Lap 4 – 24.8 miles / 40k

“feckin’ hills!”

I’d only run once in the past 6 weeks – a mountain marathon whereby I’d crashed and burned at mile 15. I’d got through it on that day but I knew my fitness levels in general had depleted and I wouldn’t be able to complete any great distance without taking walking breaks. To be fair, my pace had been pretty consistent up to the 20 mile mark but after that I was starting to feel it – especially on the hills – they were starting to take there toll.

I was still managing to run in sections but found myself walking more frequently. I wasn’t alone. The majority of solo runners were also walking large sections – some using poles – as their strategy to stay out on the trails longer and keep covering the distance. I’d found myself speaking to a lot of solo runners – we’d walk together for half mile or so before I’d run off, catch up with someone else and start a conversation with them. It was a good way of passing the miles and to share experiences with like-minded individuals.

It was also good sharing the trails with runners with different objectives. From the ‘slow and methodical’ solo runners to the ‘fast sprinters’ who knew they had a 5-8 hour recovery period in between legs. It certainly made sharing the trails more interesting watching people perform at different paces and intensity.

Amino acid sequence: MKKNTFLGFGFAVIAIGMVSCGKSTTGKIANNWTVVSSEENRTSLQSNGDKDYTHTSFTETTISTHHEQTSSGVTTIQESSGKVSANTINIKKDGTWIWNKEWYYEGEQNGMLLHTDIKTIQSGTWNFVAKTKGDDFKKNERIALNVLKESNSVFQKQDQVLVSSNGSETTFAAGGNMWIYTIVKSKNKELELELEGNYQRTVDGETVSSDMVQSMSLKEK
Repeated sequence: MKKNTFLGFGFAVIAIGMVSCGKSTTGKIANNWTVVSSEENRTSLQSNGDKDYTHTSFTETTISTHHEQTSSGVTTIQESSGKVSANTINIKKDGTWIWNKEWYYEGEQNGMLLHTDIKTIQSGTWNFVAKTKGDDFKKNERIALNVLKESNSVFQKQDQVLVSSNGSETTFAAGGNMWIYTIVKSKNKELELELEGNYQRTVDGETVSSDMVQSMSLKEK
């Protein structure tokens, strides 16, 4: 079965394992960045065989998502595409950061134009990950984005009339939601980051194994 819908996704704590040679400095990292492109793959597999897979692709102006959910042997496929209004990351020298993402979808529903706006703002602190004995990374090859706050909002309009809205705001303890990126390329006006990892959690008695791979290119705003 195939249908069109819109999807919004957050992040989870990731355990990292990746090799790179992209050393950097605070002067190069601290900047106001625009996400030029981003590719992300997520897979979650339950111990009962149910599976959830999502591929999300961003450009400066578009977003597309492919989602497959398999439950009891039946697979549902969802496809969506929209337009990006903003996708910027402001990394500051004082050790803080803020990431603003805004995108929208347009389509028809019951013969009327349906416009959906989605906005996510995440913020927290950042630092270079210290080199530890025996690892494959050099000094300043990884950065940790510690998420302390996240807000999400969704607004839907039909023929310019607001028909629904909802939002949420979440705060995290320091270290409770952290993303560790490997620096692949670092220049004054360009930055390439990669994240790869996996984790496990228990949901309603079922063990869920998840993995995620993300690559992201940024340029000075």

Lap 5 – 31 miles / 50k

” wanting to run but the legs say NO!”

Lap 5 was a struggle and probably the hardest mentally.  I’d completed a marathon distance – which in itself was a milestone moment – but I was frustrated I couldn’t run for longer periods and was resorted to walking.  Given my lack of fitness/training, I should have been delighted to have even got that far – but in the moment I was beating myself up about my shortcomings.  It’s weird how the mind works and you start questioning, even doubting yourself when you’re physically tired.  The fact that my knee and Achilles weren’t causing me any issues should have been a cause for celebration but the fact I was focusing on my lack of fitness was just mental.

The struggle was real

The rest of lap 5 was a blur.  From what I remember, it was a heads down, one foot in front of the other approach with the simple aim to get the lap complete.

Lap 6 – 37.2 miles / 60k

“Mmmm, pasta…”